Uganda’s legisation: shame for Christians everywhere. Dec 20, 2013


So the Ugandan parliament has passed a slightly amended version of the anti-gay bill. Where before the bill punished ‘aggravated homosexuality’ was punishable by the death penalty, the amended bill, which passed, legislates for life imprisonment. The original bill (2009) can be read here. What has passed this week is slightly amended.

The legal question as to what ‘aggravated homosexuality’ means is debatable – and the legislation seems to have been left deliberately vague to allow for it to be without accountability in its meting out of punishment.

This legislation has been written and supported by Christians at all levels of Ugandan society, from everyday parishioners to community leaders, to civic and ecclesial representatives and governmental officials. However, it is not only Ugandan society that has pushed for this – the original laws which are already in place (British colonial laws) already criminalised LGBT people. In recent years, evangelists from the UK and the US have been instrumental in providing financial and organisational support for public events that have contributed directly toward this abominable law being passed this week.

There are voices that have spoken out. For those that remain able, or alive, may they be deepened in their courage. God knows they need it.

It is a shameful day. Shameful.


I do not mean that is shameful only for Ugandans, I mostly feel it is shameful for Christians, worldwide, who have been instrumental in this. Remember: the introduction of criminalisation of homosexuality into Ugandan legislation was the responsibility of British Colonialists. It is arguable that much of the energy in contemporary Ugandan society against western intervention into Ugandan legislature is as much, or more, of a “leave us alone, we reject your 21st century colonialism” as it is actual hatred of LGBT people.


Mind you, whichever it is, the victims are the ones who are now, or will be threatened with, prison. And they are lesbian, gay, bisexual and transgender people.

I understand that there is a spectrum of conservative opinion towards LGBT people, from those who would say “I disagree with LGBT people in relationships, but I don’t hate them” to those who would firmly support the deepened criminalisation of LGBT people. But opposition to LGBT people, whether expressed in mild concern about us, or harsh stereotyping of us, has real and deadly effects. LGBT people in Belfast are at a much higher risk of exclusion (from jobs, housing) than their heterosexual counterparts. The mental health effects of what some might call “mild disagreement” towards us are measurable and chilling.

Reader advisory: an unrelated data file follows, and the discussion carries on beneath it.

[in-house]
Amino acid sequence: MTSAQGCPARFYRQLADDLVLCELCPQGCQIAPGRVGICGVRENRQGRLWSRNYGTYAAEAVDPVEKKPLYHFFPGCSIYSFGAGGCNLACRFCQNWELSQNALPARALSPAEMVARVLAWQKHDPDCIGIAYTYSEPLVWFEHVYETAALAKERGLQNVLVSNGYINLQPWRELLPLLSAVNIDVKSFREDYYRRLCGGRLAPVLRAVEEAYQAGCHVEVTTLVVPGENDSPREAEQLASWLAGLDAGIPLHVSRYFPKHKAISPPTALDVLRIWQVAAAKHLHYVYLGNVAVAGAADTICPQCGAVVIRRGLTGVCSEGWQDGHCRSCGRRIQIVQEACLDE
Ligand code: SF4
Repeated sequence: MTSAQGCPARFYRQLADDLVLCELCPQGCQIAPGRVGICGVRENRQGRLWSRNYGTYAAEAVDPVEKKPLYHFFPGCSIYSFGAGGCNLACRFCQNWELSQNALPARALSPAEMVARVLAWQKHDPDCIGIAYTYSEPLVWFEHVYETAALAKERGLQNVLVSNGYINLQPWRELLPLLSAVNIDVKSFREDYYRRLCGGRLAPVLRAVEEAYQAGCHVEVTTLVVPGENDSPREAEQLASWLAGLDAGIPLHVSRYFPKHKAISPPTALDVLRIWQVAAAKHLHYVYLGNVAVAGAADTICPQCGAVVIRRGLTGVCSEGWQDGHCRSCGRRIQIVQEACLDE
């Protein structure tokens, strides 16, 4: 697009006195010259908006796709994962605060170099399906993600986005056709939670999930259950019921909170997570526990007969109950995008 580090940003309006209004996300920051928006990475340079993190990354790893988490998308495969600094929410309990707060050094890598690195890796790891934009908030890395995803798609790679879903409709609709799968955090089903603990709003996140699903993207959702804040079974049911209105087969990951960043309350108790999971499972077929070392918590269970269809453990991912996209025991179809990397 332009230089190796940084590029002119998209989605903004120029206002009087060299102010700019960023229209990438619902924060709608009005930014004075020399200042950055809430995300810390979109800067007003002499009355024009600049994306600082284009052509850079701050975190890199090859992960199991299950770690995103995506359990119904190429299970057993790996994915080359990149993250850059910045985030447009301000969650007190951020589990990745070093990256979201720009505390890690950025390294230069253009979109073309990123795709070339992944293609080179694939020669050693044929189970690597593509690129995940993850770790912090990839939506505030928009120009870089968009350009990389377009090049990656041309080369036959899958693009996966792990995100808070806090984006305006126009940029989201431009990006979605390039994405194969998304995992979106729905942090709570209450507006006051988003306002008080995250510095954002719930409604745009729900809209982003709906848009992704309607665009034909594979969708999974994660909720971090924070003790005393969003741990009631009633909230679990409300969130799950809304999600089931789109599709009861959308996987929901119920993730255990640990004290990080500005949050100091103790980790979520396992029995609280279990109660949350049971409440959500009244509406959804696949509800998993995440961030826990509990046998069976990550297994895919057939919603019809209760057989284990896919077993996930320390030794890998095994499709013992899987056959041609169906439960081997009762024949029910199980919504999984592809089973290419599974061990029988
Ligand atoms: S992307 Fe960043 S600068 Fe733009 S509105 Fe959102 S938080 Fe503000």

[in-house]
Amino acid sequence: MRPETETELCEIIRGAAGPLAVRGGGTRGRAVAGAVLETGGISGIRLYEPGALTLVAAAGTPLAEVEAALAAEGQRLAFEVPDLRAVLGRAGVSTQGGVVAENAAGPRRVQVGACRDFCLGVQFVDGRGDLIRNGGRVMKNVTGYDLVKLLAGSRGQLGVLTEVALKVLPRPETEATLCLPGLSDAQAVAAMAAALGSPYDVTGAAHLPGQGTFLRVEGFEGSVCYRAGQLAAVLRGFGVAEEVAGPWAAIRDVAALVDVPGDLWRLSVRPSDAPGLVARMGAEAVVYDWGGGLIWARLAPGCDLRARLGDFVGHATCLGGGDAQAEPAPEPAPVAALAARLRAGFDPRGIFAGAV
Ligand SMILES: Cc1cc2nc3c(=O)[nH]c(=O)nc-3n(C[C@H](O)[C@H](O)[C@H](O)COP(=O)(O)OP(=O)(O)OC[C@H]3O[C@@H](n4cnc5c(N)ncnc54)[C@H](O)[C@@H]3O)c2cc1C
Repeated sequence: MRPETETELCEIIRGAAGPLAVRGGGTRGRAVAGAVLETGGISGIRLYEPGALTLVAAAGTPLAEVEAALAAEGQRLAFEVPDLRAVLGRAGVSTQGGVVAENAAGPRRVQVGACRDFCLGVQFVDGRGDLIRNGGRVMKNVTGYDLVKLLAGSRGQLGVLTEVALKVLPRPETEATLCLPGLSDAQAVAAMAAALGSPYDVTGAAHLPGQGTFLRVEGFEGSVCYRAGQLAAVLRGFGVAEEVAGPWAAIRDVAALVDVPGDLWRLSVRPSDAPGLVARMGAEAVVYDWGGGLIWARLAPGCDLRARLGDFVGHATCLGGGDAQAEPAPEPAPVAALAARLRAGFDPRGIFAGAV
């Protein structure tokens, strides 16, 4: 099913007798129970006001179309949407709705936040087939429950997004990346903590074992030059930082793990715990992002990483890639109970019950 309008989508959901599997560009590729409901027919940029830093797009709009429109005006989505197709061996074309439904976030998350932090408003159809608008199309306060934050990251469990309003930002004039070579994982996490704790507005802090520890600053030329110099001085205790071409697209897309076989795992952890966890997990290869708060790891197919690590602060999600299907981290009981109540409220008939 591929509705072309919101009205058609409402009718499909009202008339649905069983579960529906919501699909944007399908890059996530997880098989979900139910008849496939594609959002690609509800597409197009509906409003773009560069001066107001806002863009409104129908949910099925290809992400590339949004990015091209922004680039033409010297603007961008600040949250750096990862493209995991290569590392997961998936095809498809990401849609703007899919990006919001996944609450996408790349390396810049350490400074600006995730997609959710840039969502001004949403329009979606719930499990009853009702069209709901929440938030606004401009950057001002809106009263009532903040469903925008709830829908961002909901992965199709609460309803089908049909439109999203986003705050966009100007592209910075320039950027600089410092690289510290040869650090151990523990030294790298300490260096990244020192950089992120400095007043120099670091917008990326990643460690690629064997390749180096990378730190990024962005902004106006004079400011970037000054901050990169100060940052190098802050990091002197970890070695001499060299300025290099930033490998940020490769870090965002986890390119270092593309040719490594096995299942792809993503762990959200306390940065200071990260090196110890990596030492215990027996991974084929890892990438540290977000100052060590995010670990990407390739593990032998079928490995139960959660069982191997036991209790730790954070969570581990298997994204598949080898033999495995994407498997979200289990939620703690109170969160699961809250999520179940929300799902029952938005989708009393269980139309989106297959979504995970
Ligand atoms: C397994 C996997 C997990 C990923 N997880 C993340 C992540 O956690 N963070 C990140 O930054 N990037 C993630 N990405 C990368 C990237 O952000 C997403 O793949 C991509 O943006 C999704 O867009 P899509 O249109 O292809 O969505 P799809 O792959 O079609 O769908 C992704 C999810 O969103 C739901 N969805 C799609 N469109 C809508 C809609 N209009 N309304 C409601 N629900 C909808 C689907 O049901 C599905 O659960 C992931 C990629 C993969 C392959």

I work in environments bringing LGBT people together with those who are cautious about the moralities of our lives, loves and stories. I treat my conversation partners with respect, courtesy, and kindness. I am used to being accused of being immoral; being a threat to children; of having my integrity and faith questioned; and being excluded. That is part of the deal, and in order to improve dialogue, I will put up with this. I do not treat my conversation partners the way they treat me. But,  I do treat my conversation partners with the dignity of truth telling. Meaningful dialogue must be based upon truth telling and on dignified encounter. Here is a truth: it is wise for anybody expressing concern about LGBT people, however mild they consider their concern, to ask what the impact of their concern is upon people whose lives are directly affected.

Folks who think “I’m cool because I’ve got gay friends, I think it’s probably still sin, but at least I’m not hateful” have much to ask of themselves in their denominations’ tacit support, through silence, of those more strident voices that perpetuate the financial backbone that allows legislation like this to be carried through in Uganda and elsewhere. Because let it be clear: this legislation’s “success” has been dependent on ecclesial dollars and pounds from elsewhere.

There have been, and is important to note this, hierarchal voices within Anglican and Catholic denominations both in Uganda and worldwide, who have voiced opposition. However, these occasional voices of opposition are not enough. For those of us with a faith practice, it is not moral to support legislation that leads to death. This is not a secular agenda. This is not a colonialist agenda. It is a simple truth.

It is hard to know how best to respond, because responses can often be more about alleviating guilt than making a tangible difference. I don’t know how, but I’ll keep trying.  We can respond by asking our denominations voice to speak on behalf of our moral narrative for and on behalf of LGBT people in Uganda. We can respond by asking why our local denomination tacitly or explicitly supports the idea that LGBT people can be cured. We can respond by challenging the word ‘gay’ as derogatory. We can respond by asking ourselves whether we’ve considered the impact of our opinion about people other than us. We can respond by seeking out a first person narrative who can tell us what it’s like to be talked about. We can respond in many ways.